Every couple of years the movie industry gets caught completely off-guard by something new, creative, or re-worked in an interesting fashion. That's because the industry does not know every single friggin' nuance of what we want.

WE don't even know what _we_ want. We have some ideas, some guidelines (for good or for bad). We tend towards being amused by particular stereotypes. We enjoy rooting for certain archetypical folks - the kick-butt hero, the black-clad anti-hero, the woman surviving against all odds, the man recovering from certain devastation, the innocent child taking care of the lost soul, etc.

But they can't predict every permutation that's going to tickle our fancy (though goodness knows they try). So when something new comes out, they try and replicate the formula - copy cats and sequels being some of the worst results. Sometimes they're goofy good fun and they move forward, like Jackie Chan's supercop getting older and creakier, or the Danny Glover/Mel Gibson pairing getting to be more intense friends (and also older & creakier). Other times they're just bad bad BAD movies (ala Meatballs 2, 3 and 4).

Software companies blame feeping creaturisms on their customers' demands even though market research shows that consumers find bells and whistles really annoying. I'm sure that both things are true. Companies want all-in-one solutions from software vendors and are unwilling to coordinate across multiple platforms or products.

I suspect there is (or will be) big business in making applications work together on particular operationg systems or at least coordinating data across multiple products into a single log or data crunching tool. (In fact, I think that the business of facilitation and knowledge management are going to be big fields both professionally and personally.)

But try applying this to any industry, particularly service related ones. We ask for certain things and then the providers complain that no one ever takes advantage of all the services that they've provided, not realizing that it isn't what we wanted, or there are too many things to figure out, or there's something that they thought would be convenient but which just makes us crazy. Everybody's got a satisfaction survey now, and they're extra annoying but there's never any place to write down how bothersome the survey itself is.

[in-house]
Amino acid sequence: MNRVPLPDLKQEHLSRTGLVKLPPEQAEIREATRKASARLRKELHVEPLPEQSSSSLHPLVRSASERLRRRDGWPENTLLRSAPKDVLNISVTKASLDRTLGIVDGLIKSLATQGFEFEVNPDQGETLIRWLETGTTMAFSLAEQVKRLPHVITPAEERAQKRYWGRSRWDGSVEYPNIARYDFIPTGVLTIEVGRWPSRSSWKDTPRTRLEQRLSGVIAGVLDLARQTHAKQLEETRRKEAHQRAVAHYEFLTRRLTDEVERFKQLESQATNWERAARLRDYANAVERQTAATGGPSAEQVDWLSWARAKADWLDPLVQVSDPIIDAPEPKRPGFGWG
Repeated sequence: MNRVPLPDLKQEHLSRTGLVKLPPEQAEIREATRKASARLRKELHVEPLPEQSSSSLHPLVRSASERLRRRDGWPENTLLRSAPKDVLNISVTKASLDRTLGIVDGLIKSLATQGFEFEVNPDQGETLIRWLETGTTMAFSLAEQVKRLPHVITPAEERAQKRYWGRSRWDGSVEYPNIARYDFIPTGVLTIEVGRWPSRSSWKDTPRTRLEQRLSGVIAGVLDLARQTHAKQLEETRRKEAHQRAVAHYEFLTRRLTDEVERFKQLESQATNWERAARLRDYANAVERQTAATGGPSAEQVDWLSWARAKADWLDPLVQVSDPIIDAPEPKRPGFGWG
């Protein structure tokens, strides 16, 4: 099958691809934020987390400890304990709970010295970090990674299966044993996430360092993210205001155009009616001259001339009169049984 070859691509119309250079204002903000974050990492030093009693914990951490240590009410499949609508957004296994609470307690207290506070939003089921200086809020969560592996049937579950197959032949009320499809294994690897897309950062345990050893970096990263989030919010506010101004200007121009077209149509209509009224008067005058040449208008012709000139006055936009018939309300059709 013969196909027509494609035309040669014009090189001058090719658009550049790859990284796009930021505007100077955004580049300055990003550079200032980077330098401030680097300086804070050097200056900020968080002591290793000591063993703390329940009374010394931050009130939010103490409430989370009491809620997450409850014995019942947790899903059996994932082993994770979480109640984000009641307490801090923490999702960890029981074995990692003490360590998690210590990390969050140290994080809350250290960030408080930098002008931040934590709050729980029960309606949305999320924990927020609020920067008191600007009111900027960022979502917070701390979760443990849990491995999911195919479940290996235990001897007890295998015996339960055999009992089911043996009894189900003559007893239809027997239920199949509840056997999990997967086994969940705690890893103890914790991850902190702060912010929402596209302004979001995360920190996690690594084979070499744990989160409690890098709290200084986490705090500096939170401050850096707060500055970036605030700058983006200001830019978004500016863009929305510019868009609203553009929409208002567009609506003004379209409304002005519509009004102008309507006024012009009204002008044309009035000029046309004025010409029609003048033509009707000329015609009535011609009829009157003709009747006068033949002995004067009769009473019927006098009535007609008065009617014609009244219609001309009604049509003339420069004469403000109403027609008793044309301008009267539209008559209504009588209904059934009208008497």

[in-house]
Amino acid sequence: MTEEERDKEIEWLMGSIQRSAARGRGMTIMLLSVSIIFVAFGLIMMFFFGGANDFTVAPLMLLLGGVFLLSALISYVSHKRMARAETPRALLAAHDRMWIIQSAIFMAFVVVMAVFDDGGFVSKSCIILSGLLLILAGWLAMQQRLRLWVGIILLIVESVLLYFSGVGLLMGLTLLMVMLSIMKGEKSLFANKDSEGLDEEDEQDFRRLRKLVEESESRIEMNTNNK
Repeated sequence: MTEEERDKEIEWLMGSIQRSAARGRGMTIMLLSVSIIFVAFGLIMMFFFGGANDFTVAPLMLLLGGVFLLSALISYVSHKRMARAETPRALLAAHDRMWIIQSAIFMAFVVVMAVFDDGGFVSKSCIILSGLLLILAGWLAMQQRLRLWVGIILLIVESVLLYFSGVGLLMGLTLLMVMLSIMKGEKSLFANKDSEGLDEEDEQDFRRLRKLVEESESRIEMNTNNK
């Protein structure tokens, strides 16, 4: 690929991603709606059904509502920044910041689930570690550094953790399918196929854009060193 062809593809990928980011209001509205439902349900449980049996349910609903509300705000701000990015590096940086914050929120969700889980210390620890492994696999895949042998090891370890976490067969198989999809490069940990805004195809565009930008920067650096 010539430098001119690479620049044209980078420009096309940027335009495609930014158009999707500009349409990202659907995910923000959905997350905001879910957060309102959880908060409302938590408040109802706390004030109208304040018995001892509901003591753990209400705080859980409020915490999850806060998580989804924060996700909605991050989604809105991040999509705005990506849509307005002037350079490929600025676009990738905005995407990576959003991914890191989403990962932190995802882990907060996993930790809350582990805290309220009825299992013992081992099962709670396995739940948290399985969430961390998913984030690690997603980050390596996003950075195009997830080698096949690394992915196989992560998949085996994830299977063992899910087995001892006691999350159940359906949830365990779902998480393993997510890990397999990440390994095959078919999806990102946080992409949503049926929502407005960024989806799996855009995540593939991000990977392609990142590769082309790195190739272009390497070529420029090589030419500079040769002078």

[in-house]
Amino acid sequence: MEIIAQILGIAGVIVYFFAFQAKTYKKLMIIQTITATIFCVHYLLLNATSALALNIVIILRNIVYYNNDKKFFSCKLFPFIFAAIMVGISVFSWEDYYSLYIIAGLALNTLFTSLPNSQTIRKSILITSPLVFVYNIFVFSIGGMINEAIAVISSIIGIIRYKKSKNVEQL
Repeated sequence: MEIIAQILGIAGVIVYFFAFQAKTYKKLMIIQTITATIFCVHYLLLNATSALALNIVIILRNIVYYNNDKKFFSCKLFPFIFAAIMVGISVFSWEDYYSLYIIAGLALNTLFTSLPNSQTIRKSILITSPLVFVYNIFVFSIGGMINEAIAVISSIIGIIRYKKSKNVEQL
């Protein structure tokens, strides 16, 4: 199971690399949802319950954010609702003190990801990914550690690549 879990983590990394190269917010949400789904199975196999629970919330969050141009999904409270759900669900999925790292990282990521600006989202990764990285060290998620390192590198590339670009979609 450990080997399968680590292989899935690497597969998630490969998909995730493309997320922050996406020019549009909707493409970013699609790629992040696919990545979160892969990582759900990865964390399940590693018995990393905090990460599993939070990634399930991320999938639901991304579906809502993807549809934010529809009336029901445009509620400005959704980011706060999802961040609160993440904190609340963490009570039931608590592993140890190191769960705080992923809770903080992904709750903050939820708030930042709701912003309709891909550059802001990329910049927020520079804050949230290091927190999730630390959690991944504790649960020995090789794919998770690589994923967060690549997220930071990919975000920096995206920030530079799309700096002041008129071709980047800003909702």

Or try applying this mentally, to an attractive suitor or interesting member of the community and try to see whether the patterns that you are drawn toward are healthy ones (that make you laugh, facilitate communication, allow for equality), unhealthy ones (reminiscent of someone who abused or dominated your life, play into your codependency needs, disrespect you) or irrelevant ones (calling up physical imprints - tall, short, stocky, skinny).

This ties in with some ideas I've explored before about the art of appreciation. We can't force people to go without instant gratification, but consideration is important. Courting, getting to know someone before dating and moving slowly toward intimacy, is treated as obselete as job loyalty and actual craftsmanship (versus marketing lip). These things are still around, but they aren't given much respect. (Although, if they get enough grassroots support, someone buys them out and mass-markets their product as the latest trend, sacrificing quality for a production line.)

My point is that we don't always want what we think we want.

And that's the hardest thing in the world - difficult to resist, hard to explain, and damn near impossible to predict.

Kelly J. Cooper
October 11-18th, 1999

p.s. If the title of this piece made you think of service mechanics in greasy pink overalls with little cupids on 'em (the person or the clothing) and pockets full of tools for adjusting libido-levels and fixing hearts, then I am SO sorry. Really.